BELTON — Harker Heights High School closed out a long weekend of area graduations Sunday evening at the Bell County Expo Center with 505 students crossing the stage to become high school graduates.
Valedictorian Hamza Khan was “anxious and excited” before commencement began, he said. Procrastination played a role in his speech preparation, which he submitted only a few days before the ceremony.
The hard-working student is looking forward to relaxing this summer, now that his dedication has paid off. During high school, he earned an associate degree through the Texas Bioscience Institute, requiring a start at 5 a.m. each day.
“It validated for me that I wanted to pursue a career in science,” he said.
Khan maintained his first-place ranking throughout his four years at Harker Heights High School, but there was always that doubt of “what if,” he said.
“Today marks the end of one journey and the beginning of a new one,” Khan said during his speech. He urged his fellow classmates to be grateful for their opportunities: “Somewhere on this plant, there is a person dreaming of the life you’re living right now. Whatever you decide to do after high school, make sure you put your heart into it.”
Salutatorian Kimberly Huerta was “excited” to address her peers. Her experience on the debate team helped her develop into a skilled, confident orator. “Using our knowledge in a positive way” was the concept of her speech, she said.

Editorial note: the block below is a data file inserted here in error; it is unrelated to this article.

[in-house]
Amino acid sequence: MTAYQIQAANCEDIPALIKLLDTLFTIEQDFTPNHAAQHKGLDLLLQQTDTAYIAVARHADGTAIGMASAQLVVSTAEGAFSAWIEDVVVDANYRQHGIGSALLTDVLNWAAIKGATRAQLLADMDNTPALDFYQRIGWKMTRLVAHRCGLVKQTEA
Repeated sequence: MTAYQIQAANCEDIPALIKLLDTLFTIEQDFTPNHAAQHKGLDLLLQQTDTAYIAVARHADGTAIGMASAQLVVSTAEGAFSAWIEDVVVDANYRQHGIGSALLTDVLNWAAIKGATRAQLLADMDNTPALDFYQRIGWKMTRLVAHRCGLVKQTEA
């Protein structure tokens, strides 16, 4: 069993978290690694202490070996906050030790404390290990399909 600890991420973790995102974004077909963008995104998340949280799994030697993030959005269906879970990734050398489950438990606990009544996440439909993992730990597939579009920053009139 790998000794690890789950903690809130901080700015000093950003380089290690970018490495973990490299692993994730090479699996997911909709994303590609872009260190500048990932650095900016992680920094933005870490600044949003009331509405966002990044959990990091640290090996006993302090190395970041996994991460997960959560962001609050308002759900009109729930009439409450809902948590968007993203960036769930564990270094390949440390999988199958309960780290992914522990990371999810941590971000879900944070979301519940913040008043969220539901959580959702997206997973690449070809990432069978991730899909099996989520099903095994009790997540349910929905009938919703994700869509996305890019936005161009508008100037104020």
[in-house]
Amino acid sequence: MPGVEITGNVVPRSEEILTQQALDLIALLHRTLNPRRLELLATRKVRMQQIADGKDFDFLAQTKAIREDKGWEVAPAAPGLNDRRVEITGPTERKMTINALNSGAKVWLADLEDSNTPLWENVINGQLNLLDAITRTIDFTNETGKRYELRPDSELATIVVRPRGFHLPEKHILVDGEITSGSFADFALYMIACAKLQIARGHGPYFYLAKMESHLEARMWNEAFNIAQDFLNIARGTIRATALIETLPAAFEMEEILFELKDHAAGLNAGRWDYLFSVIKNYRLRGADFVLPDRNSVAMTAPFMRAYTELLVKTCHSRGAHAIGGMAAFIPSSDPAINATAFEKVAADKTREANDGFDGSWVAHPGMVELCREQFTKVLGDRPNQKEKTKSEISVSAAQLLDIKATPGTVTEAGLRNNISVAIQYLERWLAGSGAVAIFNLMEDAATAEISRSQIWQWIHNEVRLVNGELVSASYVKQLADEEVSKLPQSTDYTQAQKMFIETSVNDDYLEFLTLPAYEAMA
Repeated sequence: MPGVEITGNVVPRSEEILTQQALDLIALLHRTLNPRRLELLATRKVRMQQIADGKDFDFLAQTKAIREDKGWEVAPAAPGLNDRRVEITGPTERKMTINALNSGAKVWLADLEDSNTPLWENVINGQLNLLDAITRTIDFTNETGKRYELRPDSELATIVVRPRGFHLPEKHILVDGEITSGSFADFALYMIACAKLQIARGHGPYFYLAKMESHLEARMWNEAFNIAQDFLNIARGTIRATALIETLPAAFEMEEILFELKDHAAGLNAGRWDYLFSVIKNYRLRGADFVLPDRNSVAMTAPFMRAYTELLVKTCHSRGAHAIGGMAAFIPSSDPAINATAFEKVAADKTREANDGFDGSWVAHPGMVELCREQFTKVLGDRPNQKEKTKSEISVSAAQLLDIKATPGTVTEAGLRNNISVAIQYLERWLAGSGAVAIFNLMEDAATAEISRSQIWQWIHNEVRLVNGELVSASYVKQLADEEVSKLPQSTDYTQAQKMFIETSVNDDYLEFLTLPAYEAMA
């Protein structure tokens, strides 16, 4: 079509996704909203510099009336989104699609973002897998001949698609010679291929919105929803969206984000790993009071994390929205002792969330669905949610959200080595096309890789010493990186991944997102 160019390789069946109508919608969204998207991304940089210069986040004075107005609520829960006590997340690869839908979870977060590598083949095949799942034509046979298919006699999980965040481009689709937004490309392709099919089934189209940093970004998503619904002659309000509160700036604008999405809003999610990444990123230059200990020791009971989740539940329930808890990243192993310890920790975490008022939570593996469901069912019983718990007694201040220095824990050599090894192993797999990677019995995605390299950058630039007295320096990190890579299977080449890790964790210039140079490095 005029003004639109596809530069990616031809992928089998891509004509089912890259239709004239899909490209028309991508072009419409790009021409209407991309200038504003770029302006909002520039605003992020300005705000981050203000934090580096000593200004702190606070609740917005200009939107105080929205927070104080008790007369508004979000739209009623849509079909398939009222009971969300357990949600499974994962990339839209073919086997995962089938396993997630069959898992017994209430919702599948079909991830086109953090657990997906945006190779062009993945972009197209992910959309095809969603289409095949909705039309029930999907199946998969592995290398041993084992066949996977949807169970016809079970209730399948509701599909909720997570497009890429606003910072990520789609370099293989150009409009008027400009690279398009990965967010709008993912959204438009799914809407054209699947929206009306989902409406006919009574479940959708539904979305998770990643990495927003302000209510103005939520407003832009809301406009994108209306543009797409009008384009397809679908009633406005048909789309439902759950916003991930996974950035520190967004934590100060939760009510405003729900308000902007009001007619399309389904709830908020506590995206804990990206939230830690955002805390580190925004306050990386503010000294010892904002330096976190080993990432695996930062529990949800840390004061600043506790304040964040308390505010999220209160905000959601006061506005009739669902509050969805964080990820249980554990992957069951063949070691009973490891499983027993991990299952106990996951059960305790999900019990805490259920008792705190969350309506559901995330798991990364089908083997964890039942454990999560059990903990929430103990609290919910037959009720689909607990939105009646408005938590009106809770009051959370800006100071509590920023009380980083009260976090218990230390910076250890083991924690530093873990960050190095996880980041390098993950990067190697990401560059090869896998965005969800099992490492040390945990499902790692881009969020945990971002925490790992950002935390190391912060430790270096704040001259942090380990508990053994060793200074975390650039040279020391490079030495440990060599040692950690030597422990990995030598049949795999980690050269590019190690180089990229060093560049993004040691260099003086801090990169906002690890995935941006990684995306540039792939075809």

It took her a while to start the writing process, she said, but after seeking advice from her teacher Philip Crosby, the words flowed smoothly.
“No matter what path (you take), you must have a goal in mind,” Huerta told her fellow students, crediting her goal of attending nursing school for spurring her hard work. “Because that goal in mind, I had a purpose behind everything I did in high school.”
Sen. John Cornyn, R-Texas, praised the students’ accomplishments in a recorded address. “Hard work and persistence paid off, and it will serve you well in the years to come.”
Graduation is bittersweet, Khan remarked. As the Harker Height students prepare to move on from high school, they must say goodbye to the teachers, staff and classmates who made the experience worthwhile.